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A concerned member of the human race

Monday, November 3, 2014

To Debate Or Not To Debate?

This year I have again answered student pleas for extra credit by offering the option of a debate.  I initially thought we might debate the positive and negative uses of cellphones in schools, but students thought this might be beating a dead horse.  So, as the best teachers do, I illustrated flexibility.  I asked interested students to suggest their own possible topics.  We, then, took a vote.

I followed this strategy in all five classes.  And, you know what?  All five classes settled on different topics.  My first class decided to debate whether or not historically-based video games could prove useful in the study of history.  The next class settled on the legalization of marijuana.  Other classes chose other topics: year-round education, abortion and the right to bear arms.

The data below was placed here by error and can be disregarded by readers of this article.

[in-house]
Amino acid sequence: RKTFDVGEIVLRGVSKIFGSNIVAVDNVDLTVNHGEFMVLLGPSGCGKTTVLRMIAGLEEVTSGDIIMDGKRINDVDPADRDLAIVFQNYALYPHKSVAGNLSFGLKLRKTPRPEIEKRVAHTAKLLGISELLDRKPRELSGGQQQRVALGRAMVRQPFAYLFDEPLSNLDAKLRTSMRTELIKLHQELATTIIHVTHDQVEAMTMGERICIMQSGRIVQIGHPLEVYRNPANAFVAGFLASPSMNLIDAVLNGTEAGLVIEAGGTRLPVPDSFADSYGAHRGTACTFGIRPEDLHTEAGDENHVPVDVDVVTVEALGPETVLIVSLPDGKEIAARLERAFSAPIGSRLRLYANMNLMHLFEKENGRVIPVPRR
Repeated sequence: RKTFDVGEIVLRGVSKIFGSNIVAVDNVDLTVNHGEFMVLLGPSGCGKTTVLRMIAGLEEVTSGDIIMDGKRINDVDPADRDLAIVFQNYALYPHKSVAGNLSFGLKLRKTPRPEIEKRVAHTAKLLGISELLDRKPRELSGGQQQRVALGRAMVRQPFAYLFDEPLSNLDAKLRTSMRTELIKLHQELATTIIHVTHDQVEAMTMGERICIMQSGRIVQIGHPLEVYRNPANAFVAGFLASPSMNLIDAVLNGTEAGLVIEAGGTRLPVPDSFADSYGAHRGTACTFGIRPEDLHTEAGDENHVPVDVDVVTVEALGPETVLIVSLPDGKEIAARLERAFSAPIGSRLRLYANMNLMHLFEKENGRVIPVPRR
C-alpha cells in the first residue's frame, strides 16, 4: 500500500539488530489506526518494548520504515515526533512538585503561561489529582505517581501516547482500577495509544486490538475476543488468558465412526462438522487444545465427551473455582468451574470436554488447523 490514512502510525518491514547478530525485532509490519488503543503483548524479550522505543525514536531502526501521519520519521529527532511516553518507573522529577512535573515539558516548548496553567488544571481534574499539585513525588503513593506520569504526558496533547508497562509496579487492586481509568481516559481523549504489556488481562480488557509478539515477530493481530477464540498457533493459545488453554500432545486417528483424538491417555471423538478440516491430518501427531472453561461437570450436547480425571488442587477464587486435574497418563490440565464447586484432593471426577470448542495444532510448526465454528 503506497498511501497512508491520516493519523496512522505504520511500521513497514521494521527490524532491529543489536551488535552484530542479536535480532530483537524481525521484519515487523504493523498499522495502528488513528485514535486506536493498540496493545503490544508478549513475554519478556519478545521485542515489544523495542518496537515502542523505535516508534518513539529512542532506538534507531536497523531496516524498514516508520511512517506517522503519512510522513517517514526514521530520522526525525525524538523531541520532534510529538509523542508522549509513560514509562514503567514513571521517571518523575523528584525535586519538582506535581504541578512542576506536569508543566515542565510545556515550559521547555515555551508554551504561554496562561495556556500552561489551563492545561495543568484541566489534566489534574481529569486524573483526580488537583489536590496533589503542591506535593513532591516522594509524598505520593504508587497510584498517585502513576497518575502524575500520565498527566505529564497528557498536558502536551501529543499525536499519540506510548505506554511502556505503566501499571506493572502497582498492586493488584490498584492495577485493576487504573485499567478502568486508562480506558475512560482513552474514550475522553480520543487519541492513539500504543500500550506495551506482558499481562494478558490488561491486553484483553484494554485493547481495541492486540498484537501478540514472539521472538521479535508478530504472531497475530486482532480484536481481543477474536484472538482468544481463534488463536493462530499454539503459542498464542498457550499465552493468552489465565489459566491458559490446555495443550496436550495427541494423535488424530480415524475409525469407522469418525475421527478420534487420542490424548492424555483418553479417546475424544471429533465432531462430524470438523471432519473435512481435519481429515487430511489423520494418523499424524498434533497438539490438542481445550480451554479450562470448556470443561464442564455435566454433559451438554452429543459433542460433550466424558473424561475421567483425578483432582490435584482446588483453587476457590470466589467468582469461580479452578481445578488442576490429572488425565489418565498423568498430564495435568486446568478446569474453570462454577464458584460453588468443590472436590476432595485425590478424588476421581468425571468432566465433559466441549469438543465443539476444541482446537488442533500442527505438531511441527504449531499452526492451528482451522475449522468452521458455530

I love debates.  They allow even the quiet students a structured forum for argumentation.  The classes generally seem to love debate.  And, I recall my fondest memories of A.P.  U.S. History.  When no one else would volunteer in September, I agreed to defend the British in the American Revolution.  From there, I went on to participate in every debate for the remainder of the year.

I learned to see things through different eyes, to anticipate the ideas of the other side and fire away, if necessary.  I believe it is only through open discussion, open ears and an appreciation of opposing viewpoints that we can better understand our own values, their strengths as well as their weaknesses.  

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